In 2012, the European Central Bank had remarked that the theoretical roots of Bitcoin can be found in the Austrian school of economics. Hayek had written papers on denationalisation of money, arguing how governments should not have a monopoly over issuance of currency. While little has changed since then, Bitcoin is certainly attracting more users now after eight years of its introduction. The currency is at an all-time high—it touched $1,400 on Tuesday—and more monetary systems are evolving around it. With some likening it to the gold standard, Bitcoin has spurred the rise of many cryptocurrencies for the world to trade in.
A company launched a Bitcoin pegged to gold called Hayek in 2015, and recently one has announced a cryptocurrency pegged to oil. Started by a London-based financial firm, R Fintech, one unit of Bilur (as the currency is called, after the Basque word for ‘chain’) is equivalent to 6.5 barrels of Brent crude, making it worth $356. Like Bitcoin, Bilur uses blockchain technology—supercomputers mint encrypted digital coins that are controlled by the community that uses it. That becomes an effective guard against counterfeiting. R Fintech has said it will charge users a fee—some reports say 3% annually.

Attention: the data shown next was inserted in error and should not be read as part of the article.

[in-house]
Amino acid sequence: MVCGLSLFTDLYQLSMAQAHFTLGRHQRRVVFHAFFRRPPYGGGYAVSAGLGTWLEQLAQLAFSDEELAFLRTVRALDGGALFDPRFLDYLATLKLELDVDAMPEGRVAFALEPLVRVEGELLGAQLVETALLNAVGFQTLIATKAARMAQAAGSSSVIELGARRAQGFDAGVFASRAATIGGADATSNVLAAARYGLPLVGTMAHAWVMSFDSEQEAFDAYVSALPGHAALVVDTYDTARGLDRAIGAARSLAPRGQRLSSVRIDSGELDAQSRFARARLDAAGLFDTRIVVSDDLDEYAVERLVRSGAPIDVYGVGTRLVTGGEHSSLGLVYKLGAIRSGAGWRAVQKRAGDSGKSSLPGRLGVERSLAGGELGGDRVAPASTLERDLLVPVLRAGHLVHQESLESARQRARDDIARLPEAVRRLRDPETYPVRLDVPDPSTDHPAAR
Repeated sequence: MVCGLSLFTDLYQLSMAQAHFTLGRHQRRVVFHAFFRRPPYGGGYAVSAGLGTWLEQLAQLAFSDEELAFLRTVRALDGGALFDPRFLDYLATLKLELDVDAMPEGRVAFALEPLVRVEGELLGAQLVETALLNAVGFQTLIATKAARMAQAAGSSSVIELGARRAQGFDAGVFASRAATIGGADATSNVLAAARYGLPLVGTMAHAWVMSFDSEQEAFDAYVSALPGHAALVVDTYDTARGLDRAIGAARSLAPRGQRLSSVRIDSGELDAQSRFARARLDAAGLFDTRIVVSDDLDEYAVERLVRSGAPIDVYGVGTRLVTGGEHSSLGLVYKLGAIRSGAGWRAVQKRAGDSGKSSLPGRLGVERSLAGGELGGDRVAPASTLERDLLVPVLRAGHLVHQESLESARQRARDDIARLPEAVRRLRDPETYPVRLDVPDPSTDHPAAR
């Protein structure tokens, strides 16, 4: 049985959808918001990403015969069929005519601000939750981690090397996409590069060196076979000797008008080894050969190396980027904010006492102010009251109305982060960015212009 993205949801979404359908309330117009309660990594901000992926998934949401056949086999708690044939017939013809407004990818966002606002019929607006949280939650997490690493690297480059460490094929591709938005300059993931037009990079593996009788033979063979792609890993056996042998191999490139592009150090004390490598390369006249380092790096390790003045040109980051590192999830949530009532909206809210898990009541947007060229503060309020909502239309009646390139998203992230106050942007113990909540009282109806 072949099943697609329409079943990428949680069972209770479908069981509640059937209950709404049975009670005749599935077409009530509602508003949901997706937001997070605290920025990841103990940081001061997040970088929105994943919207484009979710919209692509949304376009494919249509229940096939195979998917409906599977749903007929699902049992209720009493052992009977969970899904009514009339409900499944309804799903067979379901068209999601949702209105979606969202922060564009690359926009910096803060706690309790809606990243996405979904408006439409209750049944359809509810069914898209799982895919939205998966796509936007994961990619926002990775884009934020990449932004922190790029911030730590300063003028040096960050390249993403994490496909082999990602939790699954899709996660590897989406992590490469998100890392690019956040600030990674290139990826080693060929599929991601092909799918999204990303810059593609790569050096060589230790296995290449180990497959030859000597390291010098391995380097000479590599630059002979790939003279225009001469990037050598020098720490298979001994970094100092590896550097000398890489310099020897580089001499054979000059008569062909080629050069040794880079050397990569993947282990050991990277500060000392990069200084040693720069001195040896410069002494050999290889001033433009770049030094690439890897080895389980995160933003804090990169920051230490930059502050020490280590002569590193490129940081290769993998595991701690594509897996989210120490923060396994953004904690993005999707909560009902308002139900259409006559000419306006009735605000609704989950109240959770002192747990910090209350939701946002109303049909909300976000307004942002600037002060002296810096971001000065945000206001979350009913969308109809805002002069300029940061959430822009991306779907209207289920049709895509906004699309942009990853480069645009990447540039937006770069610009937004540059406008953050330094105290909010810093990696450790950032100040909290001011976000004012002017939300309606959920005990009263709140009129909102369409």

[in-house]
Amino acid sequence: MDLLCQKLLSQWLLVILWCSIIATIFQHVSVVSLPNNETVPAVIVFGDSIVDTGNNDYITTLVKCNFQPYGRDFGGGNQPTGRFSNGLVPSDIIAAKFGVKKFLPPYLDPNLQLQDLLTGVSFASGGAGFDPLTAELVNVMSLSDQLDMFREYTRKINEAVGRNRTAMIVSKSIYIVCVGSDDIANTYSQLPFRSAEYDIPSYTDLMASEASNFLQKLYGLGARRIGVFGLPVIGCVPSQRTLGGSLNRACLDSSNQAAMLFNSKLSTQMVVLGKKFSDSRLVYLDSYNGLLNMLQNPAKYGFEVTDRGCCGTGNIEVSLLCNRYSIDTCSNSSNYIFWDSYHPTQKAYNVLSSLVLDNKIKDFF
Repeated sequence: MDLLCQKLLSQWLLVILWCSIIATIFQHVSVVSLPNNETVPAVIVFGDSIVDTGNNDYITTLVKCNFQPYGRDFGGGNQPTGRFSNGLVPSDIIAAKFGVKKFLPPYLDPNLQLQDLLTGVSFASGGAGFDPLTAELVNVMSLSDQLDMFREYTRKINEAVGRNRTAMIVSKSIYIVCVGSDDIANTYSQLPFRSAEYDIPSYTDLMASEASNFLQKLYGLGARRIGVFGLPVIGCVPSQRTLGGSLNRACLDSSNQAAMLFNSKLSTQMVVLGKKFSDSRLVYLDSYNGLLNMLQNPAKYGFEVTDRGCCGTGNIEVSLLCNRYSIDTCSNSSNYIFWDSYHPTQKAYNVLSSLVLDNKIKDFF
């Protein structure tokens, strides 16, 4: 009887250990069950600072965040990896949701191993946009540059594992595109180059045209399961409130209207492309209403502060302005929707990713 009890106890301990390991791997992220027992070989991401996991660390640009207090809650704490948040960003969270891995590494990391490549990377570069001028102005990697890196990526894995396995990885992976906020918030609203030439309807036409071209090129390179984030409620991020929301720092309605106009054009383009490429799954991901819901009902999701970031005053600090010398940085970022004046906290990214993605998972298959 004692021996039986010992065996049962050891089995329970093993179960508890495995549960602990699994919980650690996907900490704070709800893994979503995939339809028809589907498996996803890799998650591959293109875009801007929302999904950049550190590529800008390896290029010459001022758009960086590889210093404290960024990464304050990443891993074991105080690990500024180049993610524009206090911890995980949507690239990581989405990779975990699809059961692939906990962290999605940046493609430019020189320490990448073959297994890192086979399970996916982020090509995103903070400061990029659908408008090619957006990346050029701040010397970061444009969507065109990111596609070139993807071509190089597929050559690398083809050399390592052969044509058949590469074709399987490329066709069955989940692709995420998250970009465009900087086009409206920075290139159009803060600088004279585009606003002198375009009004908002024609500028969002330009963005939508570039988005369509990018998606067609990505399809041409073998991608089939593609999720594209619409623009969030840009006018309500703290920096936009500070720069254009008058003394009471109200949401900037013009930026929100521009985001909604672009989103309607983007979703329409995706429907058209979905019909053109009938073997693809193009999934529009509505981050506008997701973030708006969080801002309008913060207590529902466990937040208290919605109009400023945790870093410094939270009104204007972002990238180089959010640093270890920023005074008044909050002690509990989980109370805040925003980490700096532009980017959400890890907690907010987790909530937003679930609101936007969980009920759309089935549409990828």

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Believed to be much more stable than Bitcoin—this and being characterised as a black market currency are Bitcoins shortcomings—it may well act as one of the best derivatives for the oil market, with more people relying on the currency given the underlying value. While Texas-based oil company Hockley has set aside 1 million barrels of crude against the digital coin, it says it will ramp this up as Bilur gains currency.
However, despite Bitcoin’s wide fluctuations—its value fell 75%in 2013—it may not be so easy to replace. The currency has survived many such pegged systems and is still the most liked cryptocurrency in the world. More important, with governments warming up to the idea of Bitcoin, it is likely to see its popularity surge further in the coming years. We may not be close to what Hayek had postulated, but the digital world is certainly getting closer to reverting to some of the old monetary systems.